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Minnesota Legislature

Economic disparities targeted in governor’s plan to close opportunity gap

Alan Roy testifies before the House jobs division for a bill sponsored by Rep. Kaohly Her, right, to provide funding for workforce training and entrepreneurship investment to close Minnesotans of color opportunity gap. Photo by Andrew VonBank

As Minnesota faces widespread demographic changes and workforce shortages, support for entrepreneurs of color could prove to be the “secret sauce” that creates economic prosperity in the state, said Gary Cunningham, president and CEO of the Metropolitan Economic Development Association.

HF2567, sponsored by Rep. Kaohly Her (DFL-St. Paul), reflects language from Gov. Tim Walz’s budget that would fund employment initiatives to address the “deep and persistent disparities” impacting Minnesotans of color.

The bill calls for a $12.65 million appropriation in Fiscal Year 2020 and $12.15 million in Fiscal Year 2021 from the General and Workforce Development funds and mostly distributed through the Department of Employment and Economic Development as one-time grant appropriations.

The House Jobs and Economic Development Finance Division laid the bill over Thursday for possible omnibus inclusion.

A companion, SF2483, is sponsored by Sen. Bobby Joe Champion (DFL-Mpls) and awaits action by the Senate Jobs and Economic Growth Finance and Policy Committee.

Rep. Rena Moran (DFL-St. Paul) reflected on the improvements that have been made since she was first elected – both in terms of diversity within the House, as well as support for economically disadvantaged communities of color.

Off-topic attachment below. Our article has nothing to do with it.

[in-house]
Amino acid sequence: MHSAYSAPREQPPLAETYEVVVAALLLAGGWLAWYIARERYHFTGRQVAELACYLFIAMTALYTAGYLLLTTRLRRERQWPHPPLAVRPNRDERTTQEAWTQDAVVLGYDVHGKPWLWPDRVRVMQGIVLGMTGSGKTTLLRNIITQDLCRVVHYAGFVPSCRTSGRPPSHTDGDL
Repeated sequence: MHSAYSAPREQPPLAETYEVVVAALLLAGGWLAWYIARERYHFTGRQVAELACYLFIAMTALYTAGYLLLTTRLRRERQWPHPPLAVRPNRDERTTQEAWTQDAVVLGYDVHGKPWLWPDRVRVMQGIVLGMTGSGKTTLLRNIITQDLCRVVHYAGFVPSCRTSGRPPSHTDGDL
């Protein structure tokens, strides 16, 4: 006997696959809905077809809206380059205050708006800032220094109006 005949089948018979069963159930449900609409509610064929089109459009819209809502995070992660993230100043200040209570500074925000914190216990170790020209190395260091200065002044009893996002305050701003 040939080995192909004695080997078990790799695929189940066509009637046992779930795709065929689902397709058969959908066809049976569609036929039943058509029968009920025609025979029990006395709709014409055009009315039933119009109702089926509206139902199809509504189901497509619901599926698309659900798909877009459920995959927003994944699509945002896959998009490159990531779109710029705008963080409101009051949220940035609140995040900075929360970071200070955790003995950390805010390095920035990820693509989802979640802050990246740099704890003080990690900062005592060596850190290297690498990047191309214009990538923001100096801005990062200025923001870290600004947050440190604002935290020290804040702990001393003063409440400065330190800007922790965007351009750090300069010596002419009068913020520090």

But these are just “the tip” of what is needed, she said, urging continued and increased investments in communities of color.

Many of the organizations that would receive funding through HF2567 have already been featured in bills considered by the division this session, including $750,000 each year for a grant to the Neighborhood Development Center and $600,000 each year for a grant to Ujamaa Place.

In both cases, the proposed grant amounts are lower than requested in division hearings, but are nearly the same amounts appropriated in Fiscal Years 2018 and 2019.

Funding requests which had not been previously heard by the division include $125,000 each year in grant funding for the White Earth Nation Integrated Business Development System, to fully implement an entrepreneurship program previously authorized by the Legislature, said Alan Roy, White Earth Nation Secretary-Treasurer.

The collaboration between Mahnomen County, the City of Mahnomen, and the tribe is working to reduce the unemployment in the area, which is particularly high amongst young adults, he said.

The rural area needs tradespeople, truck drivers, and a CDL program, and Roy predicts the program’s collaborative approach and access to all area residents could make a big difference in the community.

Some testifiers raised concerns, however.

Mai Moua, chief operating officer of the Hmong American Partnership, said that organizations serving specific populations and cultural groups are hampered by the constrictions that come with grant funding through DEED, as opposed to direct appropriations.

The latter option would allow recipients to meet community needs with more “flexibility and nimbleness” and in a timelier manner. “We need to be able to better direct the resources of this bill,” she said.

Other initiatives that would receive grant funding include:

  • $2.25 million each year for the youth at work competitive grant program;
  • $1.18 million each year to the Metropolitan Economic Development Association ;
  • $1.3 million in Fiscal Year 2020 and $800,000 in Fiscal Year 2021 to Twin Cities R!SE;
  • $1.18 million each year to Enterprise Minnesota, Inc.;
  • $1 million each year for EMERGE Community Development;
  • $1 million each year to the Minneapolis Foundation;
  • $1 million each year for Youthprise, requiring roughly equal amounts to be spent in Greater Minnesota and the metro area;
  • $750,000 a year for Latino Communities United in Service, half of which is to be used for programming in Greater Minnesota; and
  • $250,000 a year to the YWCA of St. Paul and $525,000 each year to the YWCA of Minneapolis.


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